Rutgers and Maryland?
To paraphrase Brady Hoke, this is definitely not your father's Big Ten.
The old Western Conference is now moving into New York and Baltimore, with plans for a league office on the East Coast. And they probably aren't done.
Remember, during the height of conference realignment craziness, pundits predicting we're headed for four 16-team super-conferences? It looks like Big Ten president Jim Delany plans to be the first one to get there.
Let's get one thing out of the way. This move is strictly about money. This isn't about adding legendary programs like Penn State and Nebraska. It's about adding huge media markets.
The Big Ten can now go to cable companies in New York, Baltimore and Washington, D.C. and say, "we've got a home team in your area now, so let's talk about how much we're going to charge your customers to watch our TV network."
Will it work? It's a risky move.
A study done by America's greatest statistician, Nate Silver, showed that Rutgers brings about 900,000 fans to the conference, while Maryland is just under 500,000. Those are both below average for the conference, and the Terps are right at the bottom.
Yes, New York is an enormous media market, but not one that cares much about college football or is slavishly devoted to Rutgers. Notre Dame and Michigan have almost as many fans in the Big Apple as the Scarlet Knights, and Maryland is in the same situation in a smaller market.
Forget the money for now, and let's focus on how things are going to change at Spartan Stadium and the Big House.
For one thing, say goodbye to the teams in the Leaders Division. With eight conference games, Legends Division teams will likely see them only once a decade or so.
The math is pretty simple. You play the other six teams in your division and your "rivalry" game every year. That's seven, so you're going to play only one other crossover game each season. That means Michigan will play Wisconsin only once every six years, and the Badgers will visit Michigan Stadium every 12 years.
The whole concept of the every-year rivalry game is going to get even sillier under the new system. If reports coming out of Maryland are correct, the new-look Leaders Division will be Ohio State, Penn State, Rutgers, Maryland, Purdue, Indiana and Wisconsin. The Legends will add Illinois to Michigan, Michigan State, Iowa, Nebraska, Northwestern and Minnesota.
So now we have to come up with seven heated rivalries -- teams that will play a crossover game every year, as opposed to once every six seasons. Michigan and Ohio State is not going to change, but let's try to get creative with the others.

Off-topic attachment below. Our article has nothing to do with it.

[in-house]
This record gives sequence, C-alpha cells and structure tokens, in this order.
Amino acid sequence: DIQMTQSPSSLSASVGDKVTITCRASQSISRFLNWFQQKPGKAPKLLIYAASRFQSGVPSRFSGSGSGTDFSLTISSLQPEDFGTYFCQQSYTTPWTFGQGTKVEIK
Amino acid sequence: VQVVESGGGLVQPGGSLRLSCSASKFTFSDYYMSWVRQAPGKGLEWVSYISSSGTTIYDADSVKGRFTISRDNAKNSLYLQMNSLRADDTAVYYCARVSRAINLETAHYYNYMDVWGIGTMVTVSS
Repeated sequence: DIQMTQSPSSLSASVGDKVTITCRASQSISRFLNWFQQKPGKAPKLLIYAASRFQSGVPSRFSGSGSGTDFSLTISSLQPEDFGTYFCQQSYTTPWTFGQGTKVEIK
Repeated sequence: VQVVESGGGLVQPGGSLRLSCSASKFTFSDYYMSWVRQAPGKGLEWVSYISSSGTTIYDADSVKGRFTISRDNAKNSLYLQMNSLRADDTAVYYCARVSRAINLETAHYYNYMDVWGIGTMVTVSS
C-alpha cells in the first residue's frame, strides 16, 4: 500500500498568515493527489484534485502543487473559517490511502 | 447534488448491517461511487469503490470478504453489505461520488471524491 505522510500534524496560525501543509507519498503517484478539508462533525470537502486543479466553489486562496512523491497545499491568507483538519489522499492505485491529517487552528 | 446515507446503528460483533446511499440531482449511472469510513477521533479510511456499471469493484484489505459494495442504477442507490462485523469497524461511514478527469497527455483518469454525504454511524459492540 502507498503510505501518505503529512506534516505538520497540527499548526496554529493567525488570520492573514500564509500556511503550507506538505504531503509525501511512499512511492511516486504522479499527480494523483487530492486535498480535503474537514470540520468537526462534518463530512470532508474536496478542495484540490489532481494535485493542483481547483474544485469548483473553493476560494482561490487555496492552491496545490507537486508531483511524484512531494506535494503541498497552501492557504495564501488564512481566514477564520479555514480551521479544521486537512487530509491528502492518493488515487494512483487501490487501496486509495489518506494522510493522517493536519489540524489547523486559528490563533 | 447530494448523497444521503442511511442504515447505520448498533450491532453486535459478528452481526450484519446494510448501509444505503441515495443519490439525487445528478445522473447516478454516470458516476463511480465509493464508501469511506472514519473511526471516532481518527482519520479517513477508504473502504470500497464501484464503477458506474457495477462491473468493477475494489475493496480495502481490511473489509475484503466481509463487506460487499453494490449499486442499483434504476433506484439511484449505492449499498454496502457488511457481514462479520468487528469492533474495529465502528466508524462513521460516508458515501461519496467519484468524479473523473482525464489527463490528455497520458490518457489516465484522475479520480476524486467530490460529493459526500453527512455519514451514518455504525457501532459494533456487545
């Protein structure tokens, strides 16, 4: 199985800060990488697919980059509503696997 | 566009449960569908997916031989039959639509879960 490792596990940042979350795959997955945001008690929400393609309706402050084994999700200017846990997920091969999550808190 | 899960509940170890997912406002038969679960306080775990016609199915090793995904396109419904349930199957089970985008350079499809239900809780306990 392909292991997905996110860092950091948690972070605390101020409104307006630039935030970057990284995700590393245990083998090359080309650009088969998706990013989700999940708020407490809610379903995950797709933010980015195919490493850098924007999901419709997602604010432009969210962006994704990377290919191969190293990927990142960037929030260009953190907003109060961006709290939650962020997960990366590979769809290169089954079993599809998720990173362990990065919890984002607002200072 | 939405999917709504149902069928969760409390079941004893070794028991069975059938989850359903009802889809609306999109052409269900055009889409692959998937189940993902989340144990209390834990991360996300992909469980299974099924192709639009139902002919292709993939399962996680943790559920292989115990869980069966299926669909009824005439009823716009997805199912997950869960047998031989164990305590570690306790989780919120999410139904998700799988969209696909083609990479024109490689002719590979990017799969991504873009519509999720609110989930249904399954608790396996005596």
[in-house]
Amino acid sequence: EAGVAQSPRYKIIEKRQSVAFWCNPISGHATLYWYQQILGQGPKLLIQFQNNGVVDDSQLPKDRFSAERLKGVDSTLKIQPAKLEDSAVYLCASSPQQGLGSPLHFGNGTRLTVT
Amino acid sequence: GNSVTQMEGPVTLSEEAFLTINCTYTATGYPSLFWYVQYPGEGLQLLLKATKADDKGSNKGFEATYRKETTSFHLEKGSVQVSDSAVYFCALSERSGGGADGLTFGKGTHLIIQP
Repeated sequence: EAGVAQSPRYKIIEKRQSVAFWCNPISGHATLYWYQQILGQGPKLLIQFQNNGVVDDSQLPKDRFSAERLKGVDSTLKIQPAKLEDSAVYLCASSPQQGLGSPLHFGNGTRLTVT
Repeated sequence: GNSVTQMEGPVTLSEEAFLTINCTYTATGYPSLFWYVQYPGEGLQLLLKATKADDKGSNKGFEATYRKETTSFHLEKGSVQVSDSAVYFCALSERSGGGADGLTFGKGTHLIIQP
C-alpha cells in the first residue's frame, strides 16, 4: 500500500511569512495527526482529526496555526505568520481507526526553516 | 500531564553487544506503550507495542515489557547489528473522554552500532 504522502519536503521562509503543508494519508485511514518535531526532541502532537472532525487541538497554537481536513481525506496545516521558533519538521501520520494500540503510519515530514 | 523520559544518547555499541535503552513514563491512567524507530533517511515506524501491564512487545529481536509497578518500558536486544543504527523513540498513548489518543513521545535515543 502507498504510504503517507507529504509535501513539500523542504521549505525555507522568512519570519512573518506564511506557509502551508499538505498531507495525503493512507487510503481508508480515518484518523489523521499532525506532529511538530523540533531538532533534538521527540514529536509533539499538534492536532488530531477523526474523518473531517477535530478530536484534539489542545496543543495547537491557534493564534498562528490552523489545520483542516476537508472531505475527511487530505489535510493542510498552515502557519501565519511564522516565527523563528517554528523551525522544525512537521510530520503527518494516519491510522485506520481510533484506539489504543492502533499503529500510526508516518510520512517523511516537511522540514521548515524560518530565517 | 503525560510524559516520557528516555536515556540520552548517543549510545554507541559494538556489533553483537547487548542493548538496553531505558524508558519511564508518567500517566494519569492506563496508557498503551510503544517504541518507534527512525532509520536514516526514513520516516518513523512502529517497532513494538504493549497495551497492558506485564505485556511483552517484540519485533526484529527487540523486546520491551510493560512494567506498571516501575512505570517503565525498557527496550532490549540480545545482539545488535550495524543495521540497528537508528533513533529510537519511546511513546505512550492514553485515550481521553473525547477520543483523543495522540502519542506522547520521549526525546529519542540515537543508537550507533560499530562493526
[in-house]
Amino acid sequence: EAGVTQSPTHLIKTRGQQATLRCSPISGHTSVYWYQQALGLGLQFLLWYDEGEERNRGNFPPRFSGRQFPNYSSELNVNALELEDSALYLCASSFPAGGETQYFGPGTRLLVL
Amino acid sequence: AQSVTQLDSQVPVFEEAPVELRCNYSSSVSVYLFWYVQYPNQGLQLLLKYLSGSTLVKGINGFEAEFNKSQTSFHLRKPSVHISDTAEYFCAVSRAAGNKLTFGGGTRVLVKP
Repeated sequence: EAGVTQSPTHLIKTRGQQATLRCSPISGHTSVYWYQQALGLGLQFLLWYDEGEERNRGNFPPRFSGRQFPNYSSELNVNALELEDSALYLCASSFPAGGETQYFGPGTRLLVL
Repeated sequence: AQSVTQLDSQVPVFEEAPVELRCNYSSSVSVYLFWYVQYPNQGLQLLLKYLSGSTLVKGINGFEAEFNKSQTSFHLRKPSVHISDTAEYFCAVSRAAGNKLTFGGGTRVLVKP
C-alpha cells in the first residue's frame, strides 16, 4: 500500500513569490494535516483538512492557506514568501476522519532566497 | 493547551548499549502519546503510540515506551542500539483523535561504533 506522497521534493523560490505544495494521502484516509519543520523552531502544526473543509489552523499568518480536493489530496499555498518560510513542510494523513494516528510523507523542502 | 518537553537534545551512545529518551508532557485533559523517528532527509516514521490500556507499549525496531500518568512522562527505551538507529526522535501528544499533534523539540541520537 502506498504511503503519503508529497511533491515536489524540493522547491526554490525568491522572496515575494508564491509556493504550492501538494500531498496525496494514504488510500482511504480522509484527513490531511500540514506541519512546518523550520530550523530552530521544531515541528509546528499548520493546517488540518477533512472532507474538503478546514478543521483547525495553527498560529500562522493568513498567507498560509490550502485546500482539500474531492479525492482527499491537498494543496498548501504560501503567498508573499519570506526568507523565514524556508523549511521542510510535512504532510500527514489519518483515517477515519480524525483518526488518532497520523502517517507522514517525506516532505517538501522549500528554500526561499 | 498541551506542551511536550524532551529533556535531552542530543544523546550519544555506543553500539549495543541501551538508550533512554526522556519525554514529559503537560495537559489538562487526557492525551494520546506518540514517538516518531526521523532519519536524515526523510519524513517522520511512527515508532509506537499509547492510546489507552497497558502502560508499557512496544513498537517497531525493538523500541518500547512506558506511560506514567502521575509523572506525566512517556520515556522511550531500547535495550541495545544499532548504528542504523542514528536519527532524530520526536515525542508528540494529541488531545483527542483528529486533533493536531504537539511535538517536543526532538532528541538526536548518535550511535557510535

Michigan State and Wisconsin have developed the "Border Battle," so we'll put them together. And Nebraska-Penn State represents the Big Ten's first wave of expansion.
Let's create two other border battles by pitting Illinois against Purdue (the cannon is at stake, after all) and Indiana against Northwestern. That's five rivalry games, and are all reasonable matchups to watch every year.
But are people at Iowa going to be thrilled about an annual matchup with Maryland? Or will New Yorkers be glued to their seats and televisions for the annual Rutgers-Minnesota game?
Meanwhile, we lose games that have some tradition. The Land Grant trophy between Michigan State and Penn State? Once every six years. Same goes for Paul Bunyan's Axe, which goes to the winner of Minnesota-Wisconsin.
This is not a particularly fair system, either. There will be years when Michigan's crossover games will be Ohio State and Penn State, while a strong Northwestern team could play Indiana and Maryland. That would give the Wildcats a huge advantage in the race for the Legends Division title.
Rutgers and Maryland are coming into the conference to get Big Ten football into big media markets, but they aren't coming in to play only one sport. With 18 conference basketball games and 14 teams, there are going to be four teams a year that don't play at the Crisler Center or the Breslin Center.
If Ohio State or Maryland develop another superstar like Greg Oden or Len Bias, the odds have doubled that Michigan or Michigan State fans won't get to see them during their one-and-done careers.
And this is almost certainly not over. Delany is likely looking for two more schools to create the first 16-team mega-conference.
Will it be Syracuse and Georgia Tech that we're trying to plug into B16 rivalries next? North Carolina and Connecticut? Florida State and Miami?
Whatever happens, it won't be about academics, tradition or adding football powerhouses to the conference. It won't have anything to do with geography, basketball or the Olympic sports.
It's going to be about money. Welcome to college sports in the 21st Century.